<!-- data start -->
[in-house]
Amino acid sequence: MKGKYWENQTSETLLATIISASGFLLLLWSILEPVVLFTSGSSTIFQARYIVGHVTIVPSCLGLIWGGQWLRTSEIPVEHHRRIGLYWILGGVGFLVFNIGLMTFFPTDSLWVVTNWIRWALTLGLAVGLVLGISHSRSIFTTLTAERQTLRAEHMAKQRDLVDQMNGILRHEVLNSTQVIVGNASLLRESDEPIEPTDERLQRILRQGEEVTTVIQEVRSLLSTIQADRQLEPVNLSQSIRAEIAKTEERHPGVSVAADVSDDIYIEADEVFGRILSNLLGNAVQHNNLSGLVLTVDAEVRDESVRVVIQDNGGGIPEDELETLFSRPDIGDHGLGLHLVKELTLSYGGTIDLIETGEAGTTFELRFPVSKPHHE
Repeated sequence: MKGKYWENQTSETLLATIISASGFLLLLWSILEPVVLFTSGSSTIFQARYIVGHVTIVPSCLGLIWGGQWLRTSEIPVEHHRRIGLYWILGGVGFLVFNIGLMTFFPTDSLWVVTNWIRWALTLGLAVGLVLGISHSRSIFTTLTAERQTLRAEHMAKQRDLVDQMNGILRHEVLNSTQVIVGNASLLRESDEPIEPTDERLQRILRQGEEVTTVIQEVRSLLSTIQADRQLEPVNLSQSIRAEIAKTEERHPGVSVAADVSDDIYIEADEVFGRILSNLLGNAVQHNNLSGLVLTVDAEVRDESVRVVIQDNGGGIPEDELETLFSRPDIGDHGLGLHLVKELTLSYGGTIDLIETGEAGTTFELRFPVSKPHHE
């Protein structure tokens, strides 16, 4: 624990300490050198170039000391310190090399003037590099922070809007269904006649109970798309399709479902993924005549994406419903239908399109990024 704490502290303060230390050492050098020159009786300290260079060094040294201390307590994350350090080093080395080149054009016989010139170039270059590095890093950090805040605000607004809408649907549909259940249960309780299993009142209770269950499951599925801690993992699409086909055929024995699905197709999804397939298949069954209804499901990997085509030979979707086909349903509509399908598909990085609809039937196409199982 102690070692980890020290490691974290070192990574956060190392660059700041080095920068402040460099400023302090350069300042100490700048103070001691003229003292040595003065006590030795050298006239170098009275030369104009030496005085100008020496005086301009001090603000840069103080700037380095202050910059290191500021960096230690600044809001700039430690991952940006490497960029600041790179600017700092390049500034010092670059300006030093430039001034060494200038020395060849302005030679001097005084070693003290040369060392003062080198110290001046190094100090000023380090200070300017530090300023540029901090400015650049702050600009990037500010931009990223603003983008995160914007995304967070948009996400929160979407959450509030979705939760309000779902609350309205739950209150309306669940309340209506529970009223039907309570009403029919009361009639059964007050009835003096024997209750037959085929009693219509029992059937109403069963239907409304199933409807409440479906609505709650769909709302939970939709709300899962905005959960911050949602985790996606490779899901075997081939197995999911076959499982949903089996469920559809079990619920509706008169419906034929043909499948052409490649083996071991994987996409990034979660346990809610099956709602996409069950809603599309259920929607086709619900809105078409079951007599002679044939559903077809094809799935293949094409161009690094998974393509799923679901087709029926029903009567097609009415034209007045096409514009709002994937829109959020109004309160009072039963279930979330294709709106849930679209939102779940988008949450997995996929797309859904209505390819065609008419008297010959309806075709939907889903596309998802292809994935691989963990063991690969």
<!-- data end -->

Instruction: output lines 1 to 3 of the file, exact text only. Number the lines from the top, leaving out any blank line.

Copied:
[in-house]
Amino acid sequence: MKGKYWENQTSETLLATIISASGFLLLLWSILEPVVLFTSGSSTIFQARYIVGHVTIVPSCLGLIWGGQWLRTSEIPVEHHRRIGLYWILGGVGFLVFNIGLMTFFPTDSLWVVTNWIRWALTLGLAVGLVLGISHSRSIFTTLTAERQTLRAEHMAKQRDLVDQMNGILRHEVLNSTQVIVGNASLLRESDEPIEPTDERLQRILRQGEEVTTVIQEVRSLLSTIQADRQLEPVNLSQSIRAEIAKTEERHPGVSVAADVSDDIYIEADEVFGRILSNLLGNAVQHNNLSGLVLTVDAEVRDESVRVVIQDNGGGIPEDELETLFSRPDIGDHGLGLHLVKELTLSYGGTIDLIETGEAGTTFELRFPVSKPHHE
Repeated sequence: MKGKYWENQTSETLLATIISASGFLLLLWSILEPVVLFTSGSSTIFQARYIVGHVTIVPSCLGLIWGGQWLRTSEIPVEHHRRIGLYWILGGVGFLVFNIGLMTFFPTDSLWVVTNWIRWALTLGLAVGLVLGISHSRSIFTTLTAERQTLRAEHMAKQRDLVDQMNGILRHEVLNSTQVIVGNASLLRESDEPIEPTDERLQRILRQGEEVTTVIQEVRSLLSTIQADRQLEPVNLSQSIRAEIAKTEERHPGVSVAADVSDDIYIEADEVFGRILSNLLGNAVQHNNLSGLVLTVDAEVRDESVRVVIQDNGGGIPEDELETLFSRPDIGDHGLGLHLVKELTLSYGGTIDLIETGEAGTTFELRFPVSKPHHE